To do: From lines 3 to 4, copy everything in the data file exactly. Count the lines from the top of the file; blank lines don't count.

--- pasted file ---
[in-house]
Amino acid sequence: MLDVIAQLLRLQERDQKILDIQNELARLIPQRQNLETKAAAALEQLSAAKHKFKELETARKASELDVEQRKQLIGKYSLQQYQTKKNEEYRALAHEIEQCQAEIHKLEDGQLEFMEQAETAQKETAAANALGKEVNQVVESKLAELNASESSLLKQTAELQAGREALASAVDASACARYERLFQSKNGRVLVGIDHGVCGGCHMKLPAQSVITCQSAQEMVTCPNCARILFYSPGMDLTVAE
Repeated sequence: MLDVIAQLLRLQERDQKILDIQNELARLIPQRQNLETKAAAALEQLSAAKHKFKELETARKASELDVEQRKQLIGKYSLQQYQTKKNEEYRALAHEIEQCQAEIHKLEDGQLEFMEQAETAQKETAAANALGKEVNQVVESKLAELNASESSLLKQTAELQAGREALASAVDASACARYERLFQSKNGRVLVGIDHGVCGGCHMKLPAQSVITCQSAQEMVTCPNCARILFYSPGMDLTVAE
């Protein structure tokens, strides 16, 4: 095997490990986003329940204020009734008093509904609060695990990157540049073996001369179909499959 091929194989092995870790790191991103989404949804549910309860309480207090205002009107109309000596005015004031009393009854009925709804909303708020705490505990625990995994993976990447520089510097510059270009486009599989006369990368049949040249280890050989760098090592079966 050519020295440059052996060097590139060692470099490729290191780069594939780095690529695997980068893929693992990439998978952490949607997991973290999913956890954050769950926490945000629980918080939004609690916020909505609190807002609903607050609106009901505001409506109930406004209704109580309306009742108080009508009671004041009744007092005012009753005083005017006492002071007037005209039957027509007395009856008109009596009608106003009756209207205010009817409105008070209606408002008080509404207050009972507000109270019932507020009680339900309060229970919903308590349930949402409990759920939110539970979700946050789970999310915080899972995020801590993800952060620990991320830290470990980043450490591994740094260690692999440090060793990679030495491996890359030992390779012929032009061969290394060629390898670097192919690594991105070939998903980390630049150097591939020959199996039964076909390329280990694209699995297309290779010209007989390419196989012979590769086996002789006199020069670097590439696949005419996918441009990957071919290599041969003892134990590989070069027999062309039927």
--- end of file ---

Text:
Repeated sequence: MLDVIAQLLRLQERDQKILDIQNELARLIPQRQNLETKAAAALEQLSAAKHKFKELETARKASELDVEQRKQLIGKYSLQQYQTKKNEEYRALAHEIEQCQAEIHKLEDGQLEFMEQAETAQKETAAANALGKEVNQVVESKLAELNASESSLLKQTAELQAGREALASAVDASACARYERLFQSKNGRVLVGIDHGVCGGCHMKLPAQSVITCQSAQEMVTCPNCARILFYSPGMDLTVAE
């Protein structure tokens, strides 16, 4: 095997490990986003329940204020009734008093509904609060695990990157540049073996001369179909499959 091929194989092995870790790191991103989404949804549910309860309480207090205002009107109309000596005015004031009393009854009925709804909303708020705490505990625990995994993976990447520089510097510059270009486009599989006369990368049949040249280890050989760098090592079966 050519020295440059052996060097590139060692470099490729290191780069594939780095690529695997980068893929693992990439998978952490949607997991973290999913956890954050769950926490945000629980918080939004609690916020909505609190807002609903607050609106009901505001409506109930406004209704109580309306009742108080009508009671004041009744007092005012009753005083005017006492002071007037005209039957027509007395009856008109009596009608106003009756209207205010009817409105008070209606408002008080509404207050009972507000109270019932507020009680339900309060229970919903308590349930949402409990759920939110539970979700946050789970999310915080899972995020801590993800952060620990991320830290470990980043450490591994740094260690692999440090060793990679030495491996890359030992390779012929032009061969290394060629390898670097192919690594991105070939998903980390630049150097591939020959199996039964076909390329280990694209699995297309290779010209007989390419196989012979590769086996002789006199020069670097590439696949005419996918441009990957071919290599041969003892134990590989070069027999062309039927």